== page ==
Richer in or Richer out? Is Brexit Ref 2.0 realistic?

I understand the arguments made by Justine Greening for a second Brexit referendum; it is trying to ask the question that should have been asked in the first one: list what would you prefer?

The first referendum was based on unproven arguments of richer in or richer out. There was nothing about how we would do this.

As the political interviewer Andrew Neil and other commentators have pointed out (time and time again), there were plenty of mentions of leaving the Customs Union and Single Market during the campaign, but in the deluge of guesswork about what it all meant from both campaigns, well I think it left most people’s heads spinning. And no one said HOW we would extricate ourselves from those bits. It is not surprising therefore that some (many?) missed some of these points of precision unless they were regular viewers of the BBC’s Daily Politics.

I voted to stay in, not for financial reasons but for the reason the European project was put together in the first place; becoming politically close with European friends and former foes using trade as the excuse to do so. Basically, to prevent a resurgence of nationalism; the kind of nationalism my parents fought a war against. (You can argue whether with populist parties on the rise, that fight is being lost again anyway).

But, the problem with a second referendum is that though now the voters can see truly how complicated this all is, and have witnessed the complications ignored during the first referendum, it has become such a ridiculous mess on both sides of the argument that for us voters it is like wading through treacle.

People are understandably more confused than ever!

I don’t even blame Prime Minister Theresa May for this mess. It is such a quagmire that I think whichever leader from whichever party had tried to get through this would have ended up exactly where she is; up “la Manche” without a paddle.

Labour politicians are vaguely pretending they agree with each other, but they don’t really. Keir Starmer talks a good talk, but is light on detail; the kind of detail that is tripping up the Tory negotiators. (I know they say they have lots of detail, but it is all the fluffy stuff, not the impossibility of what the negotiators are trying to wade through behind closed doors.)

The SNP are fairly secure on their argument that we should not be leaving, but with the polls on Scottish Independence looking little different to the result of that referendum in 2014, they are stuck with blowing Eurozone-coloured smoke rings.

UKIP has seen a small rise in its popularity in the last few days, but the party is in such a mess that it is probably meaningless for the moment. (It might chang; who knows?)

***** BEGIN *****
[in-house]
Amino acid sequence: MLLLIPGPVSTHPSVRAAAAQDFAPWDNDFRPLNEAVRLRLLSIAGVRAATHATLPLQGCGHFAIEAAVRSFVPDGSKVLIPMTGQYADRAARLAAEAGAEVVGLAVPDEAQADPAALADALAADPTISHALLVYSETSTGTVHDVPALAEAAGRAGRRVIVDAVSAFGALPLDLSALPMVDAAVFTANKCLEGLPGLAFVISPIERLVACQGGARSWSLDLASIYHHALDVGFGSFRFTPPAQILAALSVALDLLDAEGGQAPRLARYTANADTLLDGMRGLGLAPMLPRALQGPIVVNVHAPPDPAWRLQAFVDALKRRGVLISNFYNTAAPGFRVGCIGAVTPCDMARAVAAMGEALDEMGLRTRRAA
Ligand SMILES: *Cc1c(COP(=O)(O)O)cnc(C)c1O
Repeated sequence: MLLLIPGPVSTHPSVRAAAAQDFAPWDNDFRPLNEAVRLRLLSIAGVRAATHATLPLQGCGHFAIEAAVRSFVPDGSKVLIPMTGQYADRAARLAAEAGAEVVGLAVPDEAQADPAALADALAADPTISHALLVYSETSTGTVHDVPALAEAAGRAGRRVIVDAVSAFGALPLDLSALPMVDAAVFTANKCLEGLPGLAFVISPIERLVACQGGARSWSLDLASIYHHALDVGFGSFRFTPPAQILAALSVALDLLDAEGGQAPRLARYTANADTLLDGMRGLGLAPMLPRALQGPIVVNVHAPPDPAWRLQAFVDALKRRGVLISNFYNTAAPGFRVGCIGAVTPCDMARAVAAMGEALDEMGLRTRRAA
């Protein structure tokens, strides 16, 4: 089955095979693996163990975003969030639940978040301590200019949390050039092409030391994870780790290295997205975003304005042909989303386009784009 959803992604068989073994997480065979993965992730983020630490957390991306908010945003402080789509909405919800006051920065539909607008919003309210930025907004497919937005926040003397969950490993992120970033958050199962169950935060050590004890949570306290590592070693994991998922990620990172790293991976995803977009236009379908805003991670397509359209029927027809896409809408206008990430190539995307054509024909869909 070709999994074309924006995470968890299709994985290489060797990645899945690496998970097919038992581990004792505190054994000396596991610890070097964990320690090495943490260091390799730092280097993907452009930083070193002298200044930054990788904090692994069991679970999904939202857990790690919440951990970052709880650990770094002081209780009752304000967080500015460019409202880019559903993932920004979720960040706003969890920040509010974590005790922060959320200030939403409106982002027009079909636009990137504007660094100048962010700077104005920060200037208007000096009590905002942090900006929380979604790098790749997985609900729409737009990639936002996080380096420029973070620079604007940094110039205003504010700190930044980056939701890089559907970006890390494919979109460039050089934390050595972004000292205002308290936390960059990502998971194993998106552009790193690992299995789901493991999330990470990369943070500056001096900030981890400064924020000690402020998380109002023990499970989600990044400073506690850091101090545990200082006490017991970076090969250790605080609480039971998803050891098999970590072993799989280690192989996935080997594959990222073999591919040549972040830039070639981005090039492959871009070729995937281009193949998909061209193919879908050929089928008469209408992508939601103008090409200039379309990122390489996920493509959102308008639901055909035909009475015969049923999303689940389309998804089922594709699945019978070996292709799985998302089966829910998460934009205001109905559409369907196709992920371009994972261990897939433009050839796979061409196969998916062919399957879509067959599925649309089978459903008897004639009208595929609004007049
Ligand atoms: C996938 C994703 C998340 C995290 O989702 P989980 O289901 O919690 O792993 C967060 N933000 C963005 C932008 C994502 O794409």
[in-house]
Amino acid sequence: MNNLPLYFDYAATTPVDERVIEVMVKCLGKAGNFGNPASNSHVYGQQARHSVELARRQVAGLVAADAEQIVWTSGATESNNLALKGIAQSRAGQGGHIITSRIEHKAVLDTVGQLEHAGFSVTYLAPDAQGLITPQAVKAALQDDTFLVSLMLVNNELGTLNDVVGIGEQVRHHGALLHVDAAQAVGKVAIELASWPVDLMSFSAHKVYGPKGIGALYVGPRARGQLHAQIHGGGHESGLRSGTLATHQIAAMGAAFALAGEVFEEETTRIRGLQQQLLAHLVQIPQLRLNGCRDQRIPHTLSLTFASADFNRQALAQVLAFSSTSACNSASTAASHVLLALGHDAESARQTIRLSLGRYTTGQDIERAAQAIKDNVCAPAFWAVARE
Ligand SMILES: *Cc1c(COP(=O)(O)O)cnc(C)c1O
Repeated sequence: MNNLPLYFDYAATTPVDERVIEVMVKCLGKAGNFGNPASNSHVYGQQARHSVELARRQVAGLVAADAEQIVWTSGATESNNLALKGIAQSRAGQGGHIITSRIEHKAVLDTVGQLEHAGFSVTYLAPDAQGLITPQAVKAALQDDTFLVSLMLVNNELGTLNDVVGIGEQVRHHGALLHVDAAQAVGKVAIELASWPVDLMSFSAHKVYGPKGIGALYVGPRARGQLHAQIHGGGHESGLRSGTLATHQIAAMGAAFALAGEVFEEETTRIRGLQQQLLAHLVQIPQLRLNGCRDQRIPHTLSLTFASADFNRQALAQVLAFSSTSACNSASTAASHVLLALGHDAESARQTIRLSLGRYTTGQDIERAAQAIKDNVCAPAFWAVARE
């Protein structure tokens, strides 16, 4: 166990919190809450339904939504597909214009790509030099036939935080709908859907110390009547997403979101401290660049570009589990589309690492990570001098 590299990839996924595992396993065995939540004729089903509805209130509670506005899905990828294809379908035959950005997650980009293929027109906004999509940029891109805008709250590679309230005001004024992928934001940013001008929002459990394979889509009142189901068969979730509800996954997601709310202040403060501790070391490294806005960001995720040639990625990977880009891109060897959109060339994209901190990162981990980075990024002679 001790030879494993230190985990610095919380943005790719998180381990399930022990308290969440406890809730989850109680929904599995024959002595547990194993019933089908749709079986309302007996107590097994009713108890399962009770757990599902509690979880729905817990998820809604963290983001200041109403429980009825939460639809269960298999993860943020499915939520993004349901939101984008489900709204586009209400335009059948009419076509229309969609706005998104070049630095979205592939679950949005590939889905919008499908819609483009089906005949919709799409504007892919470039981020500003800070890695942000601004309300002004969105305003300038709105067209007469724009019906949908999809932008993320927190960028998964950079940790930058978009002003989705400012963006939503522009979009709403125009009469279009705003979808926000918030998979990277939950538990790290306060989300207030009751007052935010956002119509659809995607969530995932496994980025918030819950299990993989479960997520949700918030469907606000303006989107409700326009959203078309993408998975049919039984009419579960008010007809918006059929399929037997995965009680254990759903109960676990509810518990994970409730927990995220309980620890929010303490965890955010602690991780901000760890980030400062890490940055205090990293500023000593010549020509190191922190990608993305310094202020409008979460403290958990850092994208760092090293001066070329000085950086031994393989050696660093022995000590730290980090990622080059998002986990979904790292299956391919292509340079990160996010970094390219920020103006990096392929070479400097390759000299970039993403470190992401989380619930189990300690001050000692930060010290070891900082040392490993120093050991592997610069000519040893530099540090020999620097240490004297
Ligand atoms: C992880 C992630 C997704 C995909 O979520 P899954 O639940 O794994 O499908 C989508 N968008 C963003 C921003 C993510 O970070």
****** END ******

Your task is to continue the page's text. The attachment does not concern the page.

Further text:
The Lib Dems are suffering from the leadership of Vince Cable. I am not sure whether he is really out of touch with the mood of the country or not, but he SOUNDS like he is, and that is important. However much they argue their case, they come across as having no authority; not just because of a shortage of MPs but because they lack the charisma to sell the message, good or bad.

So could anyone do a better job than May?

I doubt it. Not from the Tories or from Labour, and the rest don’t count. The problem is not the abilities of the politicians or even those doing the real work behind the scenes; the problem is the problem itself. No country has ever left the EU. No country with the UK’s GDP has tried to make this kind of arrangement with the EU having left. There is no system in place to facilitate such a move simply because it is impossible to plan for. The UK is not Canada or Norway or Switzerland. Every country is different and has different needs, and we are starting from a different place anyway.

And you cannot just up and leave the EU — there are a ton of practical things that have to be untangled, some of which are important like scientific, medical and security cooperation.

Let alone the problem of the Northern Ireland border with the Republic of Ireland. Did that get mentioned last time around? Probably, but I don’t remember it now. It was all too England based.

So any politician who tries to sell me on the idea that their leader would have done a better job, well, they are either lying or are delusional.

If we end up with a second referendum or a general election, the voters might want to ponder that problem, because they may not find themselves in any less of a mess than we are in already.


Author, poet, musician and writer of the huge fantasy Saga Dirt. Find out more at my blog:

Get the Medium app

A button that says 'Download on the App Store', and if clicked it will lead you to the iOS App store
A button that says 'Get it on, Google Play', and if clicked it will lead you to the Google Play store
CC Hogan, Author

Author, poet, musician and writer of the huge fantasy Saga Dirt. Find out more at my blog: